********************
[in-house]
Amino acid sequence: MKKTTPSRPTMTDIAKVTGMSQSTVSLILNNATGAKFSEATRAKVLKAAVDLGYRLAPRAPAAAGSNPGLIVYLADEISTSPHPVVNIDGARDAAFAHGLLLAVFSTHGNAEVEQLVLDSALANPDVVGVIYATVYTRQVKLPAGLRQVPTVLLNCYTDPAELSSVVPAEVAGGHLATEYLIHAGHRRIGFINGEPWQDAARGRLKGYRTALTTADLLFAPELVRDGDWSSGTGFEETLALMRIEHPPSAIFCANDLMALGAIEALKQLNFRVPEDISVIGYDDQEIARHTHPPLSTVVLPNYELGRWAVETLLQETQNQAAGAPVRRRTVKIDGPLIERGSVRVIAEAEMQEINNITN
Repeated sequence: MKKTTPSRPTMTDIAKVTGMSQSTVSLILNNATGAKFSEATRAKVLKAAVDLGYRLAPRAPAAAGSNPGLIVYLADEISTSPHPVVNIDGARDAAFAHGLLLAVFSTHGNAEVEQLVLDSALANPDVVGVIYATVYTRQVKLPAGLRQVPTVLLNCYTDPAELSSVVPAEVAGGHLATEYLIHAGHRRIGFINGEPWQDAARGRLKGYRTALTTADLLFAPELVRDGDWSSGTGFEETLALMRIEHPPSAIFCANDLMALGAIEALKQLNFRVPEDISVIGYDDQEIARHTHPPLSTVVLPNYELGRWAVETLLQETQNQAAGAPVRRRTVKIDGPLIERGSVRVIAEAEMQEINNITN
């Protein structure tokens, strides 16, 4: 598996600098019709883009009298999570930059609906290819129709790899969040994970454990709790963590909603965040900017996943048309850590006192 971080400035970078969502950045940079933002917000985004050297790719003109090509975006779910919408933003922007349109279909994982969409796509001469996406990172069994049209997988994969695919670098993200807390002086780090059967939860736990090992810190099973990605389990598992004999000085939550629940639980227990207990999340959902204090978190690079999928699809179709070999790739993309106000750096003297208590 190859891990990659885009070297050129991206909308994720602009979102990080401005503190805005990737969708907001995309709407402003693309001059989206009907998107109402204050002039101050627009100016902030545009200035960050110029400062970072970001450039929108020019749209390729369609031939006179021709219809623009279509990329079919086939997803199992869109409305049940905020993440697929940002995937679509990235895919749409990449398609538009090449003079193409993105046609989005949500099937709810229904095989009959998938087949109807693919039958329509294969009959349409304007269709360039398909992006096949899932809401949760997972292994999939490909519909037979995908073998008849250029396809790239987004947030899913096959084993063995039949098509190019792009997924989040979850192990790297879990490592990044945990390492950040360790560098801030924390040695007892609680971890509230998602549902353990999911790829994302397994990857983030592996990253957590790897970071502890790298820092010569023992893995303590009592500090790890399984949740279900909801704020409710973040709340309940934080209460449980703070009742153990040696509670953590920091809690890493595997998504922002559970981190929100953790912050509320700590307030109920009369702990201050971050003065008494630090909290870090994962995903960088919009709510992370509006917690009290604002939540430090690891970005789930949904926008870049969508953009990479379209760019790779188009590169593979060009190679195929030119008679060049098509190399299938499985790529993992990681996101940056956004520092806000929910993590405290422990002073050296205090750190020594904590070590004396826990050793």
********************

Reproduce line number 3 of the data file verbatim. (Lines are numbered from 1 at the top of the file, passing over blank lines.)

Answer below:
Repeated sequence: MKKTTPSRPTMTDIAKVTGMSQSTVSLILNNATGAKFSEATRAKVLKAAVDLGYRLAPRAPAAAGSNPGLIVYLADEISTSPHPVVNIDGARDAAFAHGLLLAVFSTHGNAEVEQLVLDSALANPDVVGVIYATVYTRQVKLPAGLRQVPTVLLNCYTDPAELSSVVPAEVAGGHLATEYLIHAGHRRIGFINGEPWQDAARGRLKGYRTALTTADLLFAPELVRDGDWSSGTGFEETLALMRIEHPPSAIFCANDLMALGAIEALKQLNFRVPEDISVIGYDDQEIARHTHPPLSTVVLPNYELGRWAVETLLQETQNQAAGAPVRRRTVKIDGPLIERGSVRVIAEAEMQEINNITN